Yesterday, Minister for Industry, Science and Technology Karen Andrews announced the AI Ethics Framework, consisting of a set of Principles, and guidance for how and when to apply them. In essence, the government hopes these principles will be used by anyone designing or implementing an AI-based system that produces outcomes that could impact people, the environment, or society.
We know that information and records management impacts people in several ways. Firstly, if we can’t find our existing information, we can fail in providing the best outcomes – never forget that the Australian government deported one woman and locked another one up unlawfully, largely because they could not find existing records about them.
Secondly, if we keep high-risk information (such as sensitive personal information, commercial-in-confidence records, classified information or sensitive financial information) longer than we need to, we increase our risk. The longer we hold it, the more likely it is to be caught up in an accidental or malicious disclosure. The more unnecessary high-risk information we maintain, the greater the impact of a breach.
On the flipside, if we dispose of high-value information too soon, we can’t provide the best outcomes for customers and stakeholders, and we can’t make best use of our own intellectual property. Information is a very expensive asset to create, and if we don’t curate it properly we lose that investment.
And finally, if we can’t guarantee the integrity of our information, we can’t rely on it. When we need to show evidence or reasoning behind a significant decision, or show that a record has not been altered over time, we are at a loss without good records controls behind those documents or datasets.
So what does this mean for automated AI records and information systems? A few things:
- We need to design our AI systems to be good at discovery, and be sure that they are comprehensive in their searches. If we are going to rely on AI to find information, we need to trust that it has looked everywhere and found everything. We can reduce the cost of FOIs in our Castlepoint automation case studies by nearly 99%, so we know AI can speed up discovery actions – but we also need to show that we have found everything that was requested.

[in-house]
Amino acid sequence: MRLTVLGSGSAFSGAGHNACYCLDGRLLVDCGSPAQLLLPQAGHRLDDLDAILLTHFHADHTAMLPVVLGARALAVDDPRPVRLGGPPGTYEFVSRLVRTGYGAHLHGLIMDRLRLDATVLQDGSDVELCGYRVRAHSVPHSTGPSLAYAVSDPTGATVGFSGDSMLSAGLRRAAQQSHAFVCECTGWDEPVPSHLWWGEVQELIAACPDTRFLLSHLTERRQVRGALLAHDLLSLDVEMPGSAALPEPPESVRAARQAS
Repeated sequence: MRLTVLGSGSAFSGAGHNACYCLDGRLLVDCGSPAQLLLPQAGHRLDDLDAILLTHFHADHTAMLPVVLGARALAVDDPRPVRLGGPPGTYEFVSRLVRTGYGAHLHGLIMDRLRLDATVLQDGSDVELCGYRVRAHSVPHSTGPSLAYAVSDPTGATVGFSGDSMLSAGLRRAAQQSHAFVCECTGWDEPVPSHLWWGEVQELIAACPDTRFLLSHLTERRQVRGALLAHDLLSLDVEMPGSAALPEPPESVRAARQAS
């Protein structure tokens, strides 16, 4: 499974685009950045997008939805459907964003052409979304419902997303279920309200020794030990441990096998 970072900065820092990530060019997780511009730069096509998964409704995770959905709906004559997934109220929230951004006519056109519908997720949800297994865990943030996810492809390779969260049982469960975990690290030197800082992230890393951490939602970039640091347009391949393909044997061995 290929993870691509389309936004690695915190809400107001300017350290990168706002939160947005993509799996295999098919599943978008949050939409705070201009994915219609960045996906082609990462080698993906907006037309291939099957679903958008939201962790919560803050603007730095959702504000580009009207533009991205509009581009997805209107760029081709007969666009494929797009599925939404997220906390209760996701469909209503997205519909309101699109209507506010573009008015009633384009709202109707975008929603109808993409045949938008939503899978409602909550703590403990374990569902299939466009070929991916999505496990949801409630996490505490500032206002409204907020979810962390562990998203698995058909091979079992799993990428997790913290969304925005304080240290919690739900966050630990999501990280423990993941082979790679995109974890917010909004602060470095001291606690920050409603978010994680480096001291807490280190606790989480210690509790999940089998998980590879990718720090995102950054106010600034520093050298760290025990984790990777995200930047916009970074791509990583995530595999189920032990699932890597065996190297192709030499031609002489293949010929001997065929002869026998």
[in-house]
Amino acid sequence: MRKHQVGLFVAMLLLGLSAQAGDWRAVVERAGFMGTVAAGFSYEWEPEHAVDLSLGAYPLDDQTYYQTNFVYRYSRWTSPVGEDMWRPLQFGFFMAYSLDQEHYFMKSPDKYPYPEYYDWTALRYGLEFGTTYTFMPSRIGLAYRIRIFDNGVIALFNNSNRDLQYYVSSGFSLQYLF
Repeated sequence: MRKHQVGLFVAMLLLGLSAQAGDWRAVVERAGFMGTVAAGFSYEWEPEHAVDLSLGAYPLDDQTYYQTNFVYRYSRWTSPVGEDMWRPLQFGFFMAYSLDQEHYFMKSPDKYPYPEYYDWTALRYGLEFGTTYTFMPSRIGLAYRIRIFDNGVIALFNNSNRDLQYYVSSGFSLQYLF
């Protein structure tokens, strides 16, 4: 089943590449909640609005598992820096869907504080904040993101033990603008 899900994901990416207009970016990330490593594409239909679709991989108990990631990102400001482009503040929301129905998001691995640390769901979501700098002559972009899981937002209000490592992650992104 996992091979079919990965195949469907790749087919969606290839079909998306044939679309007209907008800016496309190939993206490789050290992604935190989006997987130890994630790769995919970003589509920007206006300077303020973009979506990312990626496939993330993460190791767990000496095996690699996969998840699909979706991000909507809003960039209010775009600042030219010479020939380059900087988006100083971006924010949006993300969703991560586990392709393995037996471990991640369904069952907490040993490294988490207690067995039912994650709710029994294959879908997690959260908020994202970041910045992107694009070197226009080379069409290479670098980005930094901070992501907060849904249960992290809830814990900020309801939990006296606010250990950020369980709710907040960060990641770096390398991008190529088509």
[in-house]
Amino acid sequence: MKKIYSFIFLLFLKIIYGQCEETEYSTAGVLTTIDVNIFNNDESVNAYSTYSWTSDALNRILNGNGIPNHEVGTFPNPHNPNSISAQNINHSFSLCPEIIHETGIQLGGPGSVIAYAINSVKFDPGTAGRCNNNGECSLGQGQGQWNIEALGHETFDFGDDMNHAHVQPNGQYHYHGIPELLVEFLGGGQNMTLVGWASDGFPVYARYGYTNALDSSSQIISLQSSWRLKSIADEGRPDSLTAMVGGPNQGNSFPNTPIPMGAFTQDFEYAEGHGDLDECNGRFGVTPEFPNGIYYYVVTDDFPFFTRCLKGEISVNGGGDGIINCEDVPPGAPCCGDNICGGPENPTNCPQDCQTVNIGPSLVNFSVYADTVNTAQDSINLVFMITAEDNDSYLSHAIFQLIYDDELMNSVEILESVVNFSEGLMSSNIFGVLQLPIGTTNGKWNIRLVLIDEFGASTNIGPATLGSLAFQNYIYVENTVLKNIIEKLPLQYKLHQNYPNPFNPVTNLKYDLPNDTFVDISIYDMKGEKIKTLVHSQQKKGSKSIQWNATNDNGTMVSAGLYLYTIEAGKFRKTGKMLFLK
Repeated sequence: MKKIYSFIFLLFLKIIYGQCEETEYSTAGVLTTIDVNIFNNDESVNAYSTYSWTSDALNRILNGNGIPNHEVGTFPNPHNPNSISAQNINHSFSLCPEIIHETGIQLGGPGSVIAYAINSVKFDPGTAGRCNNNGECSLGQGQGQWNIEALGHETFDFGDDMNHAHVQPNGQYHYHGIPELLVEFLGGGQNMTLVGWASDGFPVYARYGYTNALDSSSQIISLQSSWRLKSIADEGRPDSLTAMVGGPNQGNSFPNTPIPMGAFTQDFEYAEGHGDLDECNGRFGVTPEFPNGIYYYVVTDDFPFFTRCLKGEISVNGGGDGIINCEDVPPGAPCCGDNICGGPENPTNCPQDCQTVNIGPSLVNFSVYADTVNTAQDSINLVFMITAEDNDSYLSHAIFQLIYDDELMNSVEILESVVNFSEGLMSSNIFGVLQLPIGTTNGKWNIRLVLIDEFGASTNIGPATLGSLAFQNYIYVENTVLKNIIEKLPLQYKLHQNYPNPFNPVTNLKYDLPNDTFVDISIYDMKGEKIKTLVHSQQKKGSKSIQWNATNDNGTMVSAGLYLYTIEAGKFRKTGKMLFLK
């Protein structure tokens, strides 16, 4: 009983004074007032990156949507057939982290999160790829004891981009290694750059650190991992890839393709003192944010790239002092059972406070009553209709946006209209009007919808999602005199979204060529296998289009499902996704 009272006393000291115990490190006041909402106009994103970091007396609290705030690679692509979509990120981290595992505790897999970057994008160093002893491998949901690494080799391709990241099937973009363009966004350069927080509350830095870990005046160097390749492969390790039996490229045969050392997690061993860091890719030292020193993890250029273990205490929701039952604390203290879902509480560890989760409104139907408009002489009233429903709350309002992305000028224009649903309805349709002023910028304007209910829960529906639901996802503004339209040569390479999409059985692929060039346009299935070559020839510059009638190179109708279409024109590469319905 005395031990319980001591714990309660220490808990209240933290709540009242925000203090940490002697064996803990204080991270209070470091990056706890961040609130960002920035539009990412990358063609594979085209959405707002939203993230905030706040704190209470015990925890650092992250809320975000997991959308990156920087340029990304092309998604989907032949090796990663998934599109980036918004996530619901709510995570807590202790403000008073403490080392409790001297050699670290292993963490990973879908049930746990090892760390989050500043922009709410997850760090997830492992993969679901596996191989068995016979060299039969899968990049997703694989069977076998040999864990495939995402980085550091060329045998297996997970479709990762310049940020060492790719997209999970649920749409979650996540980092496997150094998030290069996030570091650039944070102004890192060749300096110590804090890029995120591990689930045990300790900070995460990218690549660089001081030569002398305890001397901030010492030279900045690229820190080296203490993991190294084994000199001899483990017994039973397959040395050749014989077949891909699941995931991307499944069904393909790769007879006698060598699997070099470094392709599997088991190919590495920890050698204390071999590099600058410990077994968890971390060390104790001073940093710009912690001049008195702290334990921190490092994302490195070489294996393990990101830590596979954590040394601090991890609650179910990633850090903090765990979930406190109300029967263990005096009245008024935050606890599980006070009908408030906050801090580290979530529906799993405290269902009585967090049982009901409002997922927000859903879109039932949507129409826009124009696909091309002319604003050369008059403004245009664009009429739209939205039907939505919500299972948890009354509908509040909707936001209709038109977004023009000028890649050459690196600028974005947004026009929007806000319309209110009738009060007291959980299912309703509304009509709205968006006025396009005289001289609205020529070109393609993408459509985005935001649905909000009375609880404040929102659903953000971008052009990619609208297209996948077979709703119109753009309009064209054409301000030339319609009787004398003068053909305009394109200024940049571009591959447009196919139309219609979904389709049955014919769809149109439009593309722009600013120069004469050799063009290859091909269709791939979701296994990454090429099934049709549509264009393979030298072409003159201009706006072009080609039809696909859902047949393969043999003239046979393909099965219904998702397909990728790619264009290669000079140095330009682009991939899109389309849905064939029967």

- We need to use AI to find risk data. Just applying a Records Authority or two is not enough for records management compliance. We also need to apply other policies to really understand our risk data. Remember, we don’t have to dispose of things when they reach minimum retention, and we often don’t bother – but for risky information, we should. Knowing where risk is helps target and focus records disposition activities.
- We also need to make sure AI understands our business. We can’t base our AI models on old Business Classification Schemes or outdated information architectures – we need to always have a weather-eye on what’s important to our business right now, and going forward. AI runs the risk of locking in old models and just repeating them ad infinitum, essentially trapping us in the past.
- Finally, our AI systems have to show their working, and be evidence-based and transparent. One of the principles of the Ethics Framework, and in fact of the existing Administrative Review Council guidance on use of expert systems, is that machines should not automate the exercise of discretion. Where a decision will impact people, society or the environment in a significant way, there needs to be human oversight. The machine needs to show you how it reached a recommendation, so that you can easily determine whether that recommendation is in fact valid, before it is executed. This is how we keep systems transparent, contestable and accountable.
Artificial Intelligence is a necessary next step for records and information management. We can’t continue to manage exponentially growing data, increasing regulation, and higher compliance expectations of citizens and partners without it. But we have to do it right. These ethical principles are an important step in grounding the burgeoning AI movement in the reality of the human condition.